The Gardener on Rustaveli By Timothy B. Dodd

Oh — what did he say, Tamari?
Did he ask why
every new building cuts
his work in half?
Did he ask why
the roads are black and hard?
Did he ask why
the birds must swerve
in a feast of dust?

I wanted to understand —
his soiled hands, what they had fed, freed.
For, you know, who listens today?
— to the running of the land
and the river — unless it’s to change
its course. They say he speaks gibberish
now. But not me. I wanted to say
in his old language, “Please, sir,
show me all the differences,”

your efforts, your dreams in little plants
getting stepped on, this old space hanging
a bit longer in clouds of diesel and damned
youth docked in vogue and denim, no kiss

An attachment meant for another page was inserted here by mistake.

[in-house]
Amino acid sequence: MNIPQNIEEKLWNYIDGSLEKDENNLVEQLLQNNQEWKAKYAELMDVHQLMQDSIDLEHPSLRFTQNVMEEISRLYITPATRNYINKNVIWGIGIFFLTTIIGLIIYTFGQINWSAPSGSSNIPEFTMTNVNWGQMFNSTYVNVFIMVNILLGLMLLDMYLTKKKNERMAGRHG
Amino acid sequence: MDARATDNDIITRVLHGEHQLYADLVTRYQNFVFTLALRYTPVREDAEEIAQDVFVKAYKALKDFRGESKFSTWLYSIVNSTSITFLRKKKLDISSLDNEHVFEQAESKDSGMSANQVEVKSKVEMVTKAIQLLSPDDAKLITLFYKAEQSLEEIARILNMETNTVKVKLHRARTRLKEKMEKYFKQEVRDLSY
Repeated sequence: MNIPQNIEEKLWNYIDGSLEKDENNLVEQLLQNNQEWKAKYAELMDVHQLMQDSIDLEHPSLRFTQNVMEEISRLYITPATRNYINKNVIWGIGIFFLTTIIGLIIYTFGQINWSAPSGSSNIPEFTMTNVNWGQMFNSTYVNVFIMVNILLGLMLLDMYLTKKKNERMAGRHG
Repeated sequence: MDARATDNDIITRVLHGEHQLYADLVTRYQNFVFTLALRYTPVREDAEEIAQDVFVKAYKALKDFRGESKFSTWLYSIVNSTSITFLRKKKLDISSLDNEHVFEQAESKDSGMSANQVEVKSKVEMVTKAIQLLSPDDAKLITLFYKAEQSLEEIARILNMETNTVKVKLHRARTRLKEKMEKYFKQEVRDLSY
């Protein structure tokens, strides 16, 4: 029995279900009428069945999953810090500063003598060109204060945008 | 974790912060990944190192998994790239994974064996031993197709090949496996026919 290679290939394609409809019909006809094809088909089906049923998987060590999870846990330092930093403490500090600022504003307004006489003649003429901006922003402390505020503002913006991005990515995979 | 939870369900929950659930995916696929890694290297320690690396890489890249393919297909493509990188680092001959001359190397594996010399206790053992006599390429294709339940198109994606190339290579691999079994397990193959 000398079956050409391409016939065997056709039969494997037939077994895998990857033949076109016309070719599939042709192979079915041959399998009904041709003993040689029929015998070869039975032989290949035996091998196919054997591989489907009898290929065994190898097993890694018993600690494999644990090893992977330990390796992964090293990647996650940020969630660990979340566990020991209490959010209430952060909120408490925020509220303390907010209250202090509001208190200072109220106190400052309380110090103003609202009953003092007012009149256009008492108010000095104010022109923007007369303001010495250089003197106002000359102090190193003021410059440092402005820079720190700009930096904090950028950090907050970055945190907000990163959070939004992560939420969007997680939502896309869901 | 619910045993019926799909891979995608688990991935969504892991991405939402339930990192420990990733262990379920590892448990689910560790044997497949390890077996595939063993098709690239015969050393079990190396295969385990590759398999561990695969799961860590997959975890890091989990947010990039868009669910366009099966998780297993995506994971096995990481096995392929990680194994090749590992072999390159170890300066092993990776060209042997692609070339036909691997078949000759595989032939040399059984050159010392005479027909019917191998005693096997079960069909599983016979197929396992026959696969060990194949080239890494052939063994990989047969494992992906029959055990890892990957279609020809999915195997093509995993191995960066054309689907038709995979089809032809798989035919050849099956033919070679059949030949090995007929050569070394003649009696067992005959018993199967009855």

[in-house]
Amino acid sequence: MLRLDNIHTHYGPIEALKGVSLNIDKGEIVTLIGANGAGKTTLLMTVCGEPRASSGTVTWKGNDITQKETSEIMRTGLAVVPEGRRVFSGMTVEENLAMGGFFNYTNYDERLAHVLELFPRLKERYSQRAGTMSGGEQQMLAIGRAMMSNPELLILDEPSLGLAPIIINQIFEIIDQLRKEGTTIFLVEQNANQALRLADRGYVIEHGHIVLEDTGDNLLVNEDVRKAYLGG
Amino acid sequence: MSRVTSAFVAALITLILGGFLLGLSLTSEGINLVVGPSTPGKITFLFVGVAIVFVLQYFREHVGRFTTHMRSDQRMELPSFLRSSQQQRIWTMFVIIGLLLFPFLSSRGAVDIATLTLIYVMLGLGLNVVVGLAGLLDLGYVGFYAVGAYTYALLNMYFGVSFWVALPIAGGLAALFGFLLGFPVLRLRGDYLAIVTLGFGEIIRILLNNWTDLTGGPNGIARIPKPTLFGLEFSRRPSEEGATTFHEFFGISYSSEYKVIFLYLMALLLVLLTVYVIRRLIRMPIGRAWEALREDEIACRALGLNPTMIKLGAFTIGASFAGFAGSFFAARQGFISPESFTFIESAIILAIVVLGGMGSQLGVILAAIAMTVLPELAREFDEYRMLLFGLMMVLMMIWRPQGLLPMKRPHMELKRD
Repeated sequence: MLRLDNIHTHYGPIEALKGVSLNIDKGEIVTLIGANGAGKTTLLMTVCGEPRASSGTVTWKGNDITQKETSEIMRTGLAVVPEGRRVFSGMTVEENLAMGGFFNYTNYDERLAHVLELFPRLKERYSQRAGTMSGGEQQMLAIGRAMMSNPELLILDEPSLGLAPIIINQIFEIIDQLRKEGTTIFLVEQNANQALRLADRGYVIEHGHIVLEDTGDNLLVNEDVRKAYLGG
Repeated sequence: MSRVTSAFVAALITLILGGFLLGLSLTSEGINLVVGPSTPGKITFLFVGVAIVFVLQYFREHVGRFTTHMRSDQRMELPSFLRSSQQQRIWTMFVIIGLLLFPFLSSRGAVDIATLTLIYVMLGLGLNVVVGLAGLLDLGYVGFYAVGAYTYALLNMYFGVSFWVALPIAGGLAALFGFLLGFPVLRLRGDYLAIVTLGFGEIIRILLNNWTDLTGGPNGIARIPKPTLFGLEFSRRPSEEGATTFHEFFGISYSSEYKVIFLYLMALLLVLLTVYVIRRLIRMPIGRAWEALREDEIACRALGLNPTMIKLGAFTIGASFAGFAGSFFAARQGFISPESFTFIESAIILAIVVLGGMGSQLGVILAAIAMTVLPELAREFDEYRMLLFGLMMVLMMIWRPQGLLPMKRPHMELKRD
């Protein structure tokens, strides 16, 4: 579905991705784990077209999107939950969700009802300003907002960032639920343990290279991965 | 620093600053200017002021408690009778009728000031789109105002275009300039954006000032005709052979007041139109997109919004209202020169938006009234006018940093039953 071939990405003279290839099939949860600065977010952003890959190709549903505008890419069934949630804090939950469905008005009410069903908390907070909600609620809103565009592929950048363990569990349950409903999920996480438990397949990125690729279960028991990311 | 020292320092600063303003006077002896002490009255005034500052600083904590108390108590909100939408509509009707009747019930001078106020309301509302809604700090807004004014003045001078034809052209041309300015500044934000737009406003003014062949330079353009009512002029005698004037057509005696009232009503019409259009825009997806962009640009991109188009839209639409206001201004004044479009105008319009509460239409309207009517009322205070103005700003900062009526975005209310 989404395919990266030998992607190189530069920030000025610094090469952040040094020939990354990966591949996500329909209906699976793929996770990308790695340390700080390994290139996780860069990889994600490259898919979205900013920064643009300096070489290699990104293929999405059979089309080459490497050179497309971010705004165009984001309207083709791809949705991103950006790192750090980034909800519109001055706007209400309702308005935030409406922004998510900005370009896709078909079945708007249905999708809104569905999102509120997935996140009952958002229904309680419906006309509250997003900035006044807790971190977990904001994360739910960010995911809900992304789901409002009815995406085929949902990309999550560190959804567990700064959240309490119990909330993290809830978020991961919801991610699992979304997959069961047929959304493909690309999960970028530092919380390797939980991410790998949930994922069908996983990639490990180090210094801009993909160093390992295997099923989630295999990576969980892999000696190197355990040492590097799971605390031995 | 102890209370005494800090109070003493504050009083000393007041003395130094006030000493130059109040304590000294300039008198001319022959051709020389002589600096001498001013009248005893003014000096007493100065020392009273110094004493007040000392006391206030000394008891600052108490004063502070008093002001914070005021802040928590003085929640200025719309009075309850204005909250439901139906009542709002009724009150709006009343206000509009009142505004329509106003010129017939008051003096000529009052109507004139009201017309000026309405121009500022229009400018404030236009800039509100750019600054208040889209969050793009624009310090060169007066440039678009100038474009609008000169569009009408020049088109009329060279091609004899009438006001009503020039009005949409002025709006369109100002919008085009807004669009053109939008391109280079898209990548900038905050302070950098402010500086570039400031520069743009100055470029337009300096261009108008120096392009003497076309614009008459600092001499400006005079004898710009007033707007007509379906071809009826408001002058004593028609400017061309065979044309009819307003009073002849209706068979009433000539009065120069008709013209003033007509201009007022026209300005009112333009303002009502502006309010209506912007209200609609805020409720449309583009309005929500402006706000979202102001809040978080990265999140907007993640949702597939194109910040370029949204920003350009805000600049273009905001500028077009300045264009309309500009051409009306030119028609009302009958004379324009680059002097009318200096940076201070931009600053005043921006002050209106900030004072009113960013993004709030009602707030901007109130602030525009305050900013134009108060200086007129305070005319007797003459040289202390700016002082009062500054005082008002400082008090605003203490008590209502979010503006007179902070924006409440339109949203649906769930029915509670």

for dirt. For, old man, your flowers and ferns,
sweetly arranged like your earned smile, soon
must run to the unwanted mountains,
abandoned lands, and narrow valleys, a last
chance to flourish, to nurture wrinkles,
to grow in soil and spring old truths.

Timothy B. Dodd is from Mink Shoals, WV. His poetry has appeared in The Roanoke Review, Stonecoast Review, Ellipsis, Broad River Review, and elsewhere. He is currently in the MFA program at the University of Texas El Paso.

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